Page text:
Microfinance Revolution or Footnote?: The Future of Microfinance Over the Next Ten Years
Most foundations and development finance institutions have moved on from microfinance in search of the leading edge of innovation and impact. They have concluded that their work is done now that leading microfinance institutions (MFIs) are now taking deposits from the public and have definitively cracked the capital markets with healthy balance sheets.
Fortunately for people at the bottom of the pyramid (BOP), no one told microfinance that it has died. The robust IPOs and active trend of mergers and acquisitions indicate healthy commercial capital market interest. Moreover, the industry now has a central role in national financial systems all over the world, with hundreds of millions of clients, affected household members likely approaching one billion, and penetration into the majority of low-income communities in the world. The idea that the poor can constructively use and be sustainably provided with a comprehensive range of financial services -unthinkable 20 years ago- is no longer debated. Policymakers and mainstream financial institutions have recognized that a dynamic BOP finance sector fosters both equitable and sustainable development and the health of national financial systems and economies.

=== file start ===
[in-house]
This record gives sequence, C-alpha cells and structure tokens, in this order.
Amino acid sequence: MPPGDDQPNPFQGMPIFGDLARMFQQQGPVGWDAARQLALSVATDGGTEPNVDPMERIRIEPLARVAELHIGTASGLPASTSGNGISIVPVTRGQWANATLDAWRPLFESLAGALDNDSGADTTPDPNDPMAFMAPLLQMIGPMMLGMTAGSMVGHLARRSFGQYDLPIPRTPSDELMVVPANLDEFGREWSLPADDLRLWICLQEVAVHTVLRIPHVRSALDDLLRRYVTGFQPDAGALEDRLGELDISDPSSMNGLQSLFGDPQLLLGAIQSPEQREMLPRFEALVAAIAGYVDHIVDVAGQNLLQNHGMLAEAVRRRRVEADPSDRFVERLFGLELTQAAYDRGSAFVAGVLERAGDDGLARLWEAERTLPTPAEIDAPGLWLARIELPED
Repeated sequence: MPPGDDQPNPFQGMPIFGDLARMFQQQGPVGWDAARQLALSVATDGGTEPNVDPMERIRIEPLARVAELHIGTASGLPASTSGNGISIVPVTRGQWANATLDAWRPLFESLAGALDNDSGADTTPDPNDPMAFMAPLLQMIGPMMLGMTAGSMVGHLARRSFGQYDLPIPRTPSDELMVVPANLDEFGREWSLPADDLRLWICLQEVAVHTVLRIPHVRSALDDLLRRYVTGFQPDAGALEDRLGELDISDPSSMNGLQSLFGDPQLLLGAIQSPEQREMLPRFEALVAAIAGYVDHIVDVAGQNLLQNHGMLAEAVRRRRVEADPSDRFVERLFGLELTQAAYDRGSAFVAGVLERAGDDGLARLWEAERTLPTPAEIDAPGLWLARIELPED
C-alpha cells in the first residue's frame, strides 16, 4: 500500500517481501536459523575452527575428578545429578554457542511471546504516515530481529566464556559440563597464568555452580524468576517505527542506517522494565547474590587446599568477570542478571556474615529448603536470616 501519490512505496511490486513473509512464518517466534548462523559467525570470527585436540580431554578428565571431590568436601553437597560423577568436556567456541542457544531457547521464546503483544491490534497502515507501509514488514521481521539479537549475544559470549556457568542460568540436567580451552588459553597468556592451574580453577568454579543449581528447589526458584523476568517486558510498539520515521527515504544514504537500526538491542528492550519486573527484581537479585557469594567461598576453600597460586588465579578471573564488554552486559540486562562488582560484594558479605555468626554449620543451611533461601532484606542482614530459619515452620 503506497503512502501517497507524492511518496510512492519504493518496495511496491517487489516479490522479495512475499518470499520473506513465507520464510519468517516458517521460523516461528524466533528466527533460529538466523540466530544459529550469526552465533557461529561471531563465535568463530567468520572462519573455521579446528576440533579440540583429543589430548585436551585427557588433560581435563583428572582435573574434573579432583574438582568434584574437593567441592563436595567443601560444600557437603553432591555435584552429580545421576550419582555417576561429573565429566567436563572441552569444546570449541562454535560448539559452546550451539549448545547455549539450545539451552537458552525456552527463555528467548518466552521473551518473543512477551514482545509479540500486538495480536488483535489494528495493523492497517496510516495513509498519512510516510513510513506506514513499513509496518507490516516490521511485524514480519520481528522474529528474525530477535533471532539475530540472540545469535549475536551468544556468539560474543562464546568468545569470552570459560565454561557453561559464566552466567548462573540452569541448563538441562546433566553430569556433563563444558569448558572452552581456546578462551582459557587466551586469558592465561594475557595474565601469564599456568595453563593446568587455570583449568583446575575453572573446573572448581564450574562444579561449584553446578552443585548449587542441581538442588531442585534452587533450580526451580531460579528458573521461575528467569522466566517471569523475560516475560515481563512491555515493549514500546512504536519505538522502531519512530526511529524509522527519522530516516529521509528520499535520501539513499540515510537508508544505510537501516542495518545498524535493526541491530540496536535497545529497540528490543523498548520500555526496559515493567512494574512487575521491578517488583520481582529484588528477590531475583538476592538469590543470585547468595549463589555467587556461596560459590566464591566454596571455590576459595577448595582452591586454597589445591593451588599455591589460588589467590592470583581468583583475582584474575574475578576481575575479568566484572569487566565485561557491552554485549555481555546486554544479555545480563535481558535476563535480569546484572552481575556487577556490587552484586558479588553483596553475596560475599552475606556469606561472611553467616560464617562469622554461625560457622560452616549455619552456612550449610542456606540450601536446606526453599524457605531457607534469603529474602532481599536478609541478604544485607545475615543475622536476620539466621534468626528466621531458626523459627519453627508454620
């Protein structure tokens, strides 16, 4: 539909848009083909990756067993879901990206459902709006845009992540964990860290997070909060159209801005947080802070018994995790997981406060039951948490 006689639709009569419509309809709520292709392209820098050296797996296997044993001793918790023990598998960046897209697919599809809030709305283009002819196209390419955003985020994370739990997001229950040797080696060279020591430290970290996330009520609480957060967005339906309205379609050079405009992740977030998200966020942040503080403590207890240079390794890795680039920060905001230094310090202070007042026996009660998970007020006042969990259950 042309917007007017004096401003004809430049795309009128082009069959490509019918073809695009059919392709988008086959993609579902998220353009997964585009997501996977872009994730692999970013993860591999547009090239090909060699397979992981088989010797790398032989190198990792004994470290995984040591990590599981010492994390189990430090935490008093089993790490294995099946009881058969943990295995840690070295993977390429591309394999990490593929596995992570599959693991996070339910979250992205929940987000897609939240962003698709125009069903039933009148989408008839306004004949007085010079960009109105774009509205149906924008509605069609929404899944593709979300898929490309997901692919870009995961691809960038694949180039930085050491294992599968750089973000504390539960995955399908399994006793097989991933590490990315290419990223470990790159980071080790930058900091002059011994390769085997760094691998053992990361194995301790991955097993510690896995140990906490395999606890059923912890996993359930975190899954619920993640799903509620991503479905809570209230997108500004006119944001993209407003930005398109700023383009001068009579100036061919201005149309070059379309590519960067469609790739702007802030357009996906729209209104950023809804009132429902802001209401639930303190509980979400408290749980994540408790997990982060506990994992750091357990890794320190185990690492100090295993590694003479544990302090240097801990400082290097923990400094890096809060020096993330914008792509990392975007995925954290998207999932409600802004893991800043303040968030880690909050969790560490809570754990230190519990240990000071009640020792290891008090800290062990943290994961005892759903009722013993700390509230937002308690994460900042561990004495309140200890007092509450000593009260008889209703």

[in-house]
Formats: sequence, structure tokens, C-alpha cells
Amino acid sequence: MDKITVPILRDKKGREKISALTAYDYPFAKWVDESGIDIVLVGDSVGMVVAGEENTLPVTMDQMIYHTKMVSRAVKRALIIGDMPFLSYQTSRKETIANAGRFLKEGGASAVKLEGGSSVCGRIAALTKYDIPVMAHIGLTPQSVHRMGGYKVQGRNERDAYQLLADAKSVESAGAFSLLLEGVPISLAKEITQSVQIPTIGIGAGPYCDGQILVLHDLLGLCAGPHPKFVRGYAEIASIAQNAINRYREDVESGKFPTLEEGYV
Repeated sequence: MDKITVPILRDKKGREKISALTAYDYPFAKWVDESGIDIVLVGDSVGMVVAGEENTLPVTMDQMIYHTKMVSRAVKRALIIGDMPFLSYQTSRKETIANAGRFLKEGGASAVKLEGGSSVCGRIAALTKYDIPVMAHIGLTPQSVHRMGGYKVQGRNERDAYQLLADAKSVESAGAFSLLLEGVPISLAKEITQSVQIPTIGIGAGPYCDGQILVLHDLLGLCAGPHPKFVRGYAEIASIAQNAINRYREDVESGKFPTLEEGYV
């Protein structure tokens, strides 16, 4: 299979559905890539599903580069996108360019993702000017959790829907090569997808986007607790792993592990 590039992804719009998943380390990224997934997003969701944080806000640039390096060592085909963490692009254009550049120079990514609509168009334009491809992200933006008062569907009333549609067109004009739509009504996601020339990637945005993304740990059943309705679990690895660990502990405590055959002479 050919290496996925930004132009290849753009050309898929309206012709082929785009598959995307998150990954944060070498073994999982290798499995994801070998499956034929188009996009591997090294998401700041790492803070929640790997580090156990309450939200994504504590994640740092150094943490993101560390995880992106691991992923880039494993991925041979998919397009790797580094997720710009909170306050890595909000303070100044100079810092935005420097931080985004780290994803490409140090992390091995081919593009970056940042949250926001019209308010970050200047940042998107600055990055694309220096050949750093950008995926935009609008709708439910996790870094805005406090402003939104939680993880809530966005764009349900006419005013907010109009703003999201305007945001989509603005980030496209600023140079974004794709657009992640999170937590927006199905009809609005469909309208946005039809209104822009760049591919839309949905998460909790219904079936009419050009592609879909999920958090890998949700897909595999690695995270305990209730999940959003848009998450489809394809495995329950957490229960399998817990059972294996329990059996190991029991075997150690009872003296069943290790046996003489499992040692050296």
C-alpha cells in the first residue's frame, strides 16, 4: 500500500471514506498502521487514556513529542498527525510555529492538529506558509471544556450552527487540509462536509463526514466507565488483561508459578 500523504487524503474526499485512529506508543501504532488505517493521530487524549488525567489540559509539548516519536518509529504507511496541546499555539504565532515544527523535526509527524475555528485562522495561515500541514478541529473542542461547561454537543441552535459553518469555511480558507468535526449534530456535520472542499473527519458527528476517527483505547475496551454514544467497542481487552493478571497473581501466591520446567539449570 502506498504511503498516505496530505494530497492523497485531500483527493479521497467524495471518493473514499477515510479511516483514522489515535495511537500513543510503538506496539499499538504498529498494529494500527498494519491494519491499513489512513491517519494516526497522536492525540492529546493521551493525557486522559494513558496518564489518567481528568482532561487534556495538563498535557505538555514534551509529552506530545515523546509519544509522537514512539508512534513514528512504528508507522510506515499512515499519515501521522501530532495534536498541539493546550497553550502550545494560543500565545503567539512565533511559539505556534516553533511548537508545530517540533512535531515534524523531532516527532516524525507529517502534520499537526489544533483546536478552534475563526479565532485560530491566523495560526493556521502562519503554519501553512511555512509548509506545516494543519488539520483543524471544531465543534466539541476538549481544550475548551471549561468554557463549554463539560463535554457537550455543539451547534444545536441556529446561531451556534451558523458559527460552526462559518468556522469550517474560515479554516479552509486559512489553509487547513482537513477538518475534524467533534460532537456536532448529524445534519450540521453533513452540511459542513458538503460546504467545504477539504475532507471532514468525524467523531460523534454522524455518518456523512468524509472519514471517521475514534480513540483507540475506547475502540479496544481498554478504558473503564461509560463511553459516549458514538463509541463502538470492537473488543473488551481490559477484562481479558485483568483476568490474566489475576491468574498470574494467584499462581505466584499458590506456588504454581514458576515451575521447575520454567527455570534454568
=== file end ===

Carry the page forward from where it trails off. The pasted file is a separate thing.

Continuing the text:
In the context of these mirror image appraisals, 32 microfinance and impact investing participants and analysts from around the world convened March 31 thru April 1, hosted by Lehigh University’s Martindale Center, and sponsored by Calmeadow and the Financial Inclusion Equity Council to explore what role microfinance will play going forward. Overall, the group agreed that while dead to some, microfinance is alive and kicking on the ground and vigorously generating diverse business models and approaches to building economies and social value.
The paper, Microfinance: Revolution or Footnote?, portrays on the comprehensive discussions held at the workshop at Lehigh University and examines key questions about the evolution of the microfinance sector since its inception, more than 40 years ago, and what lessons can be extracted going forward for microfinance and impact investing more broadly.
Written by: Ira W. Lieberman, Paul DiLeo, Todd A. Watkins, and Anna Kanze. Oct 2017.